power, this is understandable. Still, I wish there were more fortitude in
insisting that we must begin with what we share and what we do well.

Real "bonds of affection" and effective "instruments of unity" are spiritual
and are only imperfectly reflected in the institutions we set up on earth.
We do the best we can, but we are always in need of renewal and reform.

Looking at the breadth of the Anglican Communion from where I sit, here are
few places where I would begin:

* We share a common heritage and ethos with the English Church and the spirituality behind it.

* We share baptism into the Body of Christ.

* We share Eucharist.

* We have a common faith in Jesus Christ.

* We share an appreciation of beauty, participation and intellectual engagement in our liturgy.

* We take the Bible seriously.

* We listen to catholic tradition.

* We have a sense of mission-we know that the Gospel is not for us alone.

* We know that our worship and common life is connected with the whole Church-in all times and places.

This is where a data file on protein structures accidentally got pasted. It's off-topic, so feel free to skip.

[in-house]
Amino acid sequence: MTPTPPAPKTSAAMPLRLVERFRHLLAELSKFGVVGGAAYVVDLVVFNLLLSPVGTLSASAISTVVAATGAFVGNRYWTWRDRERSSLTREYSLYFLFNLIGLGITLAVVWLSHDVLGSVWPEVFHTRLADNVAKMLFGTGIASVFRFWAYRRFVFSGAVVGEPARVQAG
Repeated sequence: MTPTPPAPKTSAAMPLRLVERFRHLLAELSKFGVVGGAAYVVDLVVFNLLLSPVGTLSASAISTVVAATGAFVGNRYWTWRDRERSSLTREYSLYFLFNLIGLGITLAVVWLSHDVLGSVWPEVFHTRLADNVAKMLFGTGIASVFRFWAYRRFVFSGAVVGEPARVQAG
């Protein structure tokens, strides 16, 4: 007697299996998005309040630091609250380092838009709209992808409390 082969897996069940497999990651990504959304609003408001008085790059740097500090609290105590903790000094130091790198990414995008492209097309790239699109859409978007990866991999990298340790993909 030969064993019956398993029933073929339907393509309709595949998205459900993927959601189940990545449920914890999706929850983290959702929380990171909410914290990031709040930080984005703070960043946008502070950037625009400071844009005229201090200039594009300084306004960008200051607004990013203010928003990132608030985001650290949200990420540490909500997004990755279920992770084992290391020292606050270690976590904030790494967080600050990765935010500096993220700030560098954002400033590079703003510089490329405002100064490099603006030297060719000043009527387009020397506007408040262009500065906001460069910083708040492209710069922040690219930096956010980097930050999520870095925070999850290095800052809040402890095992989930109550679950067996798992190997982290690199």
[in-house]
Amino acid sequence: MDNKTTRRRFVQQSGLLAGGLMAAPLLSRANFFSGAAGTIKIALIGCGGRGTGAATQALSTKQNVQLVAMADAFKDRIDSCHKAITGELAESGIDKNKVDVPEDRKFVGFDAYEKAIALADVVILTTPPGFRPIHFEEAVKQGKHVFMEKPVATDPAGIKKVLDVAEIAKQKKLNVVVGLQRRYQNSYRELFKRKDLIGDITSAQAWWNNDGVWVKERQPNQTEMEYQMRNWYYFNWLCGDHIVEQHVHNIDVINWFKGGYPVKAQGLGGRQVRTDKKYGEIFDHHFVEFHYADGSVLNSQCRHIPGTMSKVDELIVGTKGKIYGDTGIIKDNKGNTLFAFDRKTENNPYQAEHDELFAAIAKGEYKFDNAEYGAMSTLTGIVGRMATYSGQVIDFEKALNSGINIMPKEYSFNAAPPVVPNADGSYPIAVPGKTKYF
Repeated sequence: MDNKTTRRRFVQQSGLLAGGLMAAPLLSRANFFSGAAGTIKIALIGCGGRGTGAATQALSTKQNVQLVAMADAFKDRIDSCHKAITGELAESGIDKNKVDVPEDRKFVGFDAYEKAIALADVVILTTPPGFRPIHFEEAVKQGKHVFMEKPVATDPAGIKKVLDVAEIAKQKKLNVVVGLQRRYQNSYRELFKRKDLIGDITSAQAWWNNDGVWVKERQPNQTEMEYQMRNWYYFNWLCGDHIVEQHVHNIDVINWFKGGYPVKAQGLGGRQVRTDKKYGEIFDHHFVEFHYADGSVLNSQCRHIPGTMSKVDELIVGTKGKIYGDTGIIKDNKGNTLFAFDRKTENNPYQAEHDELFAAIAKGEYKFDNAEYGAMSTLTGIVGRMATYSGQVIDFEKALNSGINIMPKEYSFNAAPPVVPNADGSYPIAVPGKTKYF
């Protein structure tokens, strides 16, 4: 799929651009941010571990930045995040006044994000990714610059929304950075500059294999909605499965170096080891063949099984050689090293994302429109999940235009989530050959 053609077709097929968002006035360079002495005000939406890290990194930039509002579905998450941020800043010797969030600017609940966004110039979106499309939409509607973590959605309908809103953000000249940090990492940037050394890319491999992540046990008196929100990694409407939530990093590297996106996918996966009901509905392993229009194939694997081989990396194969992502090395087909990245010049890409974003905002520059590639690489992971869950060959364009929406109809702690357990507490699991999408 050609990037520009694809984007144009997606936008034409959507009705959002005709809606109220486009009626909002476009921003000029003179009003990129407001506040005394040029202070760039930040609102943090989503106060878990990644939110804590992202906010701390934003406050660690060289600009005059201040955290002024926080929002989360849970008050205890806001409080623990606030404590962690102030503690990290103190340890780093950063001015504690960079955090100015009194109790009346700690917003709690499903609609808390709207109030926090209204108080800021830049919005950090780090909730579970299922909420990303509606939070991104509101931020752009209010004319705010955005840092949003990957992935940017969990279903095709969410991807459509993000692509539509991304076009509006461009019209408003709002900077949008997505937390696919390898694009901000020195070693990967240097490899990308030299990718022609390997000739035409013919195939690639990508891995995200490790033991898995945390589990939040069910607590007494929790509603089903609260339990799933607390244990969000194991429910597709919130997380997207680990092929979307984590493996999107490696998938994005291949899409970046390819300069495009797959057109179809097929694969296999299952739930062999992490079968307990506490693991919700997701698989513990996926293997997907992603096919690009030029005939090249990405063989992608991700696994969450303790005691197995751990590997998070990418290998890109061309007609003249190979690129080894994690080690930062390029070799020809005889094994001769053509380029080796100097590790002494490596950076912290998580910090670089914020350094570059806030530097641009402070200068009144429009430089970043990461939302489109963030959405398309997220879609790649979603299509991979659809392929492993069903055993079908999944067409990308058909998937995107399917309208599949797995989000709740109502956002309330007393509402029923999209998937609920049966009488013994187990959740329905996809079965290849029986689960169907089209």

You could add to that list, but I hope that you see what I mean. The
starting place, for me, is what draws us together. The starting place is
what we do well. The starting place is an appreciation of who we are
together.

An appreciative approach does not mean that we gloss over the hard stuff.
It's just that the hard stuff takes on new meaning. Instead of being
obstacles to overcome, crosses to bear; our diverse approaches to the Gospel
become the things that mold us and teach us and show us what God would have
us be.

Many in the Church have defined us in terms of problems, failures, and
things done wrong or badly. The solutions some have devised focus on
punishment, correction and rehabilitation. Some even wanted the Episcopal
Church summarily ejected from the Anglican Communion and something new put